Although prices have come down in the recession, many of our incomes have too. So I thought it might be interesting to mention how you can save some money in a remodeling or building project and the ramifications of that. In a nutshell, here are my thoughts on this process. In another blog, if there’s interest, I’ll talk about each item in more detail.
Here’s a review of our experience as both architects and contractors in the Seattle area, where we are a design build firm. There are several ways to construct your project, whether it is a remodel, addition, or new house — once you have plans and permits, of course:
1) Build it yourself — this is the most fun and least expensive, but takes a lot of time of course, plus patience and skill; if you don’t have the skill, you can always hire a good carpenter to work along side of you and teach you — this is terrific — it’s really a lot of fun and satisfying to do this — and it’s good excercise! You can hire your friends to help (we could even coach)! Often the building inspectors are more helpful than not when an owner-builder is in charge. Your only worry is making sure no one gets hurt, because you could be liable (someone getting hurt includes visitors to the site).
2) Be your own contractor — this is the most reasonable for many people, but still you need to have time and patience; however, you can expect to save 30% or more on the cost of a project; the biggest hurtle is finding the right (meaning competent, honest, efficient, and dependable) subcontractors to do the work; again, it would be helpful if you had an ace carpenter to lead the effort, and you still have to concern yourself that you and the subcontractors have insurance in case someone gets hurt, whether a worker or a visitor.
3) Hire a construction manager — here you are hiring someone to manage the process, to oversee the builders, and to a greater or lesser degree (depending on your arrangement) they will find, hire, and manage the vendors and subcontractors. You can pay them hourly or any other arrangement you might make. They are like a building contractor but don’t take the responsiblities. Again, you want to make sure you’re covered if someone should get hurt.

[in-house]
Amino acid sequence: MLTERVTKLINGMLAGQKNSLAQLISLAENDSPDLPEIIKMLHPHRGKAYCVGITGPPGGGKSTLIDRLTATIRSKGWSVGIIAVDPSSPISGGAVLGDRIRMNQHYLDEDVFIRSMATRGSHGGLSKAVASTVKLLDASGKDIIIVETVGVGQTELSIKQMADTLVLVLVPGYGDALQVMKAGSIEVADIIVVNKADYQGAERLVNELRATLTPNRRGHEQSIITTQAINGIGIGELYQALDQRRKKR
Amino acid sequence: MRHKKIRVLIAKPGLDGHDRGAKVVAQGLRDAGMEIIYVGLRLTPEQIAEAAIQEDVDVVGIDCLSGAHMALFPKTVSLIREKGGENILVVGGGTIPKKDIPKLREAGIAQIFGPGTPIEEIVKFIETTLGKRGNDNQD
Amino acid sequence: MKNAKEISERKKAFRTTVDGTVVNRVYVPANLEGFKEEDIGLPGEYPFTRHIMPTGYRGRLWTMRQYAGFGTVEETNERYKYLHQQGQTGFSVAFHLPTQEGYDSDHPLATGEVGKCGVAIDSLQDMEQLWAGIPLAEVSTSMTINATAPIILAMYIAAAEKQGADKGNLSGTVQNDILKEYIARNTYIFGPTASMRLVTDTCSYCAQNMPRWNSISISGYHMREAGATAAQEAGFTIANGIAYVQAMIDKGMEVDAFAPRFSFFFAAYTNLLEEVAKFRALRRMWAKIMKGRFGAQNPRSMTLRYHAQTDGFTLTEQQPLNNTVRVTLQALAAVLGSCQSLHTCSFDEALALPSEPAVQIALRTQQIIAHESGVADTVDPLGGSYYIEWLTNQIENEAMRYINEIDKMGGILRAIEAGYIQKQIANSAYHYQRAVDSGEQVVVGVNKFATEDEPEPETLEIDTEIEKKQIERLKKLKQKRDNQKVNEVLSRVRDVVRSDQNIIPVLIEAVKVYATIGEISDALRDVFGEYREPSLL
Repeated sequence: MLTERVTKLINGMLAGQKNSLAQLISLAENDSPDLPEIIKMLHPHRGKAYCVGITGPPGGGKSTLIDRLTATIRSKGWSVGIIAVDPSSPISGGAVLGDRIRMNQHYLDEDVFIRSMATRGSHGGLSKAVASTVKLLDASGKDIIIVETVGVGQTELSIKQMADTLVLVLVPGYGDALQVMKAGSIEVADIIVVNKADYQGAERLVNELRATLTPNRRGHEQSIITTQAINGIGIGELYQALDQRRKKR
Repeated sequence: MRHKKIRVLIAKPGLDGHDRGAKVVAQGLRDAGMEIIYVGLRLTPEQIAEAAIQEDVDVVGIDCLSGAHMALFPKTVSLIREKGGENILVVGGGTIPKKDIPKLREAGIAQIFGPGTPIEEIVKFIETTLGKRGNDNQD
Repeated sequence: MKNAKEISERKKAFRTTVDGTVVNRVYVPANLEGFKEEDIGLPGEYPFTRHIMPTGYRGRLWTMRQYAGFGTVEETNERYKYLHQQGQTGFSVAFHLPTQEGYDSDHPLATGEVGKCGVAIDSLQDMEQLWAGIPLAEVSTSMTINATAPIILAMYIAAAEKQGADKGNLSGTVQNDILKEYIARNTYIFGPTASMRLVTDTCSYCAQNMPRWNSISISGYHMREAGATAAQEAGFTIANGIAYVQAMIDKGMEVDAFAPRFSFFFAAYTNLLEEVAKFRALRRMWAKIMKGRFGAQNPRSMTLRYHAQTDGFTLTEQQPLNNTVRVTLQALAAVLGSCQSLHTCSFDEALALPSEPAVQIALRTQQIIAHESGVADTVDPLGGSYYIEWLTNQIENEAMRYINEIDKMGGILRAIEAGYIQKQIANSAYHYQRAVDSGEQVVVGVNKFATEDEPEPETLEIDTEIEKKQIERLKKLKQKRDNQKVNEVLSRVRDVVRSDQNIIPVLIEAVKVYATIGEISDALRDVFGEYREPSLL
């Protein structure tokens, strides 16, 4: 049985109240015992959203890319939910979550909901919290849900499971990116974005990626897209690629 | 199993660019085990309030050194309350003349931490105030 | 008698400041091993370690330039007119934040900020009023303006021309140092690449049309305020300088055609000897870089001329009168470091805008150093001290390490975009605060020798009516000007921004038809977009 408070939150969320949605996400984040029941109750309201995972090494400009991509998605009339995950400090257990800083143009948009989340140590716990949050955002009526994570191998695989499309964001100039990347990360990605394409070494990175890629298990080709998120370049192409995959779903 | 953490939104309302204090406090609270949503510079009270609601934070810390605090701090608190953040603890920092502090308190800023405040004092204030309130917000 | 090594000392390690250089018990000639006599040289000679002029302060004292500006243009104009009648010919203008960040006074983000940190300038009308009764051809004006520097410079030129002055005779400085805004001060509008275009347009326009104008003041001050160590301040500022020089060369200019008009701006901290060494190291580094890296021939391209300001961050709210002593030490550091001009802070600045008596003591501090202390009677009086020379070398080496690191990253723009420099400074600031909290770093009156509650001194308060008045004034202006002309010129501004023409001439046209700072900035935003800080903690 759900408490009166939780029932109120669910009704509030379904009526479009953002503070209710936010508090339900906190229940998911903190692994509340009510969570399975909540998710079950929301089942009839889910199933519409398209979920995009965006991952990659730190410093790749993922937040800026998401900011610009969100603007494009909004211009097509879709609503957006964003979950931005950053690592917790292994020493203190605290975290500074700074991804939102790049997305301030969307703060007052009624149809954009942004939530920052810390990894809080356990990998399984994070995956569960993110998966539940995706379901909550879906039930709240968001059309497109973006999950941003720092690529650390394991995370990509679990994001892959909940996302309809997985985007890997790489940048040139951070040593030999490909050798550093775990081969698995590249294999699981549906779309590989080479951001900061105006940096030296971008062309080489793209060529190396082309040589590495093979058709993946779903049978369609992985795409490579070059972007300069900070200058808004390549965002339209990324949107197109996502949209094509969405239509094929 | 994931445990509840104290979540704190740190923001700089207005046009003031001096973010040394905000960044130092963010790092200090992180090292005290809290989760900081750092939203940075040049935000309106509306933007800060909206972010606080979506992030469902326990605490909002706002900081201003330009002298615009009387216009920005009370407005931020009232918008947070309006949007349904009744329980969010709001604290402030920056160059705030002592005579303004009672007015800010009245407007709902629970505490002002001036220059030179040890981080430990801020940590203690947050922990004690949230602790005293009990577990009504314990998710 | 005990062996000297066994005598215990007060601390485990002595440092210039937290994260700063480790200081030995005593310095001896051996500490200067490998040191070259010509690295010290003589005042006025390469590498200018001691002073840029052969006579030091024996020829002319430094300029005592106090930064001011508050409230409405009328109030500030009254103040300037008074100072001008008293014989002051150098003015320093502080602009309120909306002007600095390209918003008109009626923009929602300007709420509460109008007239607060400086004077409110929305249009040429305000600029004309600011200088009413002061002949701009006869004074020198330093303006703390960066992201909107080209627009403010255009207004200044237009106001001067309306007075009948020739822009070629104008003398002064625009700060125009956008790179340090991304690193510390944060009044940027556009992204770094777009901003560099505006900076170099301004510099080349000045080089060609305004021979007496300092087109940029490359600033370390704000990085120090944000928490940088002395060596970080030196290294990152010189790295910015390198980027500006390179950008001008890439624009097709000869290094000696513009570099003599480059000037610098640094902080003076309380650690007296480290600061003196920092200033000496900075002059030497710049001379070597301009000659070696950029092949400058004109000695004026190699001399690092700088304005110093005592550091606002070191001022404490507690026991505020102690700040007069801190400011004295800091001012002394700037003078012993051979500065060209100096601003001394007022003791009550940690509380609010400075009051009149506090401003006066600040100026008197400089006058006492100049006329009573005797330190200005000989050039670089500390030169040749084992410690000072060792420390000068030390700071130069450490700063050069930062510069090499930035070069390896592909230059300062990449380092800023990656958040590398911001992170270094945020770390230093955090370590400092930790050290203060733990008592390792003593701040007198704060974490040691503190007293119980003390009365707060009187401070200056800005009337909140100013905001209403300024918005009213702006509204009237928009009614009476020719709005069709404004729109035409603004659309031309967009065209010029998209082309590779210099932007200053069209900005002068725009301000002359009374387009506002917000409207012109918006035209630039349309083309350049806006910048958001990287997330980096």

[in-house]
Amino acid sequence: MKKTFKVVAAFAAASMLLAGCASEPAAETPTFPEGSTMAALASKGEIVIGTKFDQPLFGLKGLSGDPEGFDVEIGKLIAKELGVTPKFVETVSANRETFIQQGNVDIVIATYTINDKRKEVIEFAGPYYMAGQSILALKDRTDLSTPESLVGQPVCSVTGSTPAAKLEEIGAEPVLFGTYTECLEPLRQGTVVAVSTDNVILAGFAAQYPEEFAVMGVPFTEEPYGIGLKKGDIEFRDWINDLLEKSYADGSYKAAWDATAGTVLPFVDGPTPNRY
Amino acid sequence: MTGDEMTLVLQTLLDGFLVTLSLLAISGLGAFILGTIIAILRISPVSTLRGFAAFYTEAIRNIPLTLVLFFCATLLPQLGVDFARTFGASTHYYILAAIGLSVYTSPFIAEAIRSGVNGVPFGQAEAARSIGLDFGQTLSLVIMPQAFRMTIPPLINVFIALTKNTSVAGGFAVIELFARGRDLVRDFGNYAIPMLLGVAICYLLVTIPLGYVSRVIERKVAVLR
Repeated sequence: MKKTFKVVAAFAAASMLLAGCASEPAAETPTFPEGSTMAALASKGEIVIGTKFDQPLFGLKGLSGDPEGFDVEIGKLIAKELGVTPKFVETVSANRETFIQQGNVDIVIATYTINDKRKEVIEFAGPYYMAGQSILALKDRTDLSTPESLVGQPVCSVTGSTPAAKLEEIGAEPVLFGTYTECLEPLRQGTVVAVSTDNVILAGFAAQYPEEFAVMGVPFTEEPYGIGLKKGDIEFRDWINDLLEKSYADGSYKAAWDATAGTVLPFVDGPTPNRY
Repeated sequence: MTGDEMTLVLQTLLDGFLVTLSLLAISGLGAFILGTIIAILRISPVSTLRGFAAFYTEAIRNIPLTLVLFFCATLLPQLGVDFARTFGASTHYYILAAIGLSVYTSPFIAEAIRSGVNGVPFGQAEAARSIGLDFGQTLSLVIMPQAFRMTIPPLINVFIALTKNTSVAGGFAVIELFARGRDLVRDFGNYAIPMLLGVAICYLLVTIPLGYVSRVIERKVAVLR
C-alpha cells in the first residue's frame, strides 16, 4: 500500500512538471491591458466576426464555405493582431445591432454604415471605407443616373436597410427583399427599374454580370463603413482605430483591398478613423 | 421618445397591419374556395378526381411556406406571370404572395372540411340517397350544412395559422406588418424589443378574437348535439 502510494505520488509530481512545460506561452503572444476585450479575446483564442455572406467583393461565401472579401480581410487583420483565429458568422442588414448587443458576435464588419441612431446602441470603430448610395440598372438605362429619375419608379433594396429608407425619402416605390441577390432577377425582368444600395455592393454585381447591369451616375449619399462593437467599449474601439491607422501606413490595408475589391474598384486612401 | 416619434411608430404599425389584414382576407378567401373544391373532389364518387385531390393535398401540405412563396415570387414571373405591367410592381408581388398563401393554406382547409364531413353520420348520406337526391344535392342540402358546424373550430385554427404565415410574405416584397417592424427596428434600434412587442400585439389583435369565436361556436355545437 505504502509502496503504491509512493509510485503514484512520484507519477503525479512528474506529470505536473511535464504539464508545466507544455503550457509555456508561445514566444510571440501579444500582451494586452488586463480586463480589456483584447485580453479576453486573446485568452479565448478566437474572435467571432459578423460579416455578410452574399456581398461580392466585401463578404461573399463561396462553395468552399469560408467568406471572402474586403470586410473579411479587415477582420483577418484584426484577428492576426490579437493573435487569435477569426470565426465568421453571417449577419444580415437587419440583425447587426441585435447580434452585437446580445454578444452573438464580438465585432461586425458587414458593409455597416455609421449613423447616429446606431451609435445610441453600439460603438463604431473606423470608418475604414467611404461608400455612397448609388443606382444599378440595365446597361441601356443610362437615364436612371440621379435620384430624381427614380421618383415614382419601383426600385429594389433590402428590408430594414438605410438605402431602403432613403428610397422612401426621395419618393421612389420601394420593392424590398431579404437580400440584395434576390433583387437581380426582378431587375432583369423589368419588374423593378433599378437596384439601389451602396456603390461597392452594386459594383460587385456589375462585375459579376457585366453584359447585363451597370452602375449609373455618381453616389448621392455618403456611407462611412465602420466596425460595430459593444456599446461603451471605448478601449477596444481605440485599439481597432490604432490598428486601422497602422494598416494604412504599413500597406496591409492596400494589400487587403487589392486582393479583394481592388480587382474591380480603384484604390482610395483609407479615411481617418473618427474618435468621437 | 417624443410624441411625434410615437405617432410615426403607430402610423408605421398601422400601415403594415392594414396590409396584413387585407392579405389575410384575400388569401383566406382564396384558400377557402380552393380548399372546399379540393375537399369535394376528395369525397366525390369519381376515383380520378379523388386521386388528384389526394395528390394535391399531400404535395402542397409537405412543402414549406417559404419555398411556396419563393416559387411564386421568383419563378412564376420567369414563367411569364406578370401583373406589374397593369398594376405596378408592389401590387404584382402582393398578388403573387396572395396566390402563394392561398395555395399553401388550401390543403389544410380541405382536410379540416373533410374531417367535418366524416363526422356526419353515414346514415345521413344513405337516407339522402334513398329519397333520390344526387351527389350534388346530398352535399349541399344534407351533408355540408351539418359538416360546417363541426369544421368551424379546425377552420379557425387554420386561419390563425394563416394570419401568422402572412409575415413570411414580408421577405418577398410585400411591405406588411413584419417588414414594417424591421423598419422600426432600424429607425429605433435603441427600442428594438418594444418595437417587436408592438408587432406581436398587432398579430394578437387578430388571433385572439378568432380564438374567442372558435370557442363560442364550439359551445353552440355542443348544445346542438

3) Hire a general contractor — this is the easiest and usually the safest route, although it can be difficult if you have not done your homework in choosing the right contractor. This involves more than just getting prices, such as checking with the architects and owners of past projects for competency, timeliness, neatness, and dependability, along with verifying the licensing & bonding history of the particular contractor. A good contractor is worth a lot, and goes a long way to ensuring a well built project that will be what the architect had in mind, and will last years and years.
Now having said all that, let me emphasize the importance of having design drawings and permits in hand! Starting construction without having thought through all the design and construction details ahead of time is a sure recipe for delay and frustration. Unless you are familiar with local building codes, permit requirements and building practices, it is advisable to at least hire a design professional to prepare design and construction documents to obtain the building permits you need and outline the building basics. Of course, you will also benefit by this person’s expertise in design: an experienced architect or designer will bring valuable insight on the overall project — well worth the cost!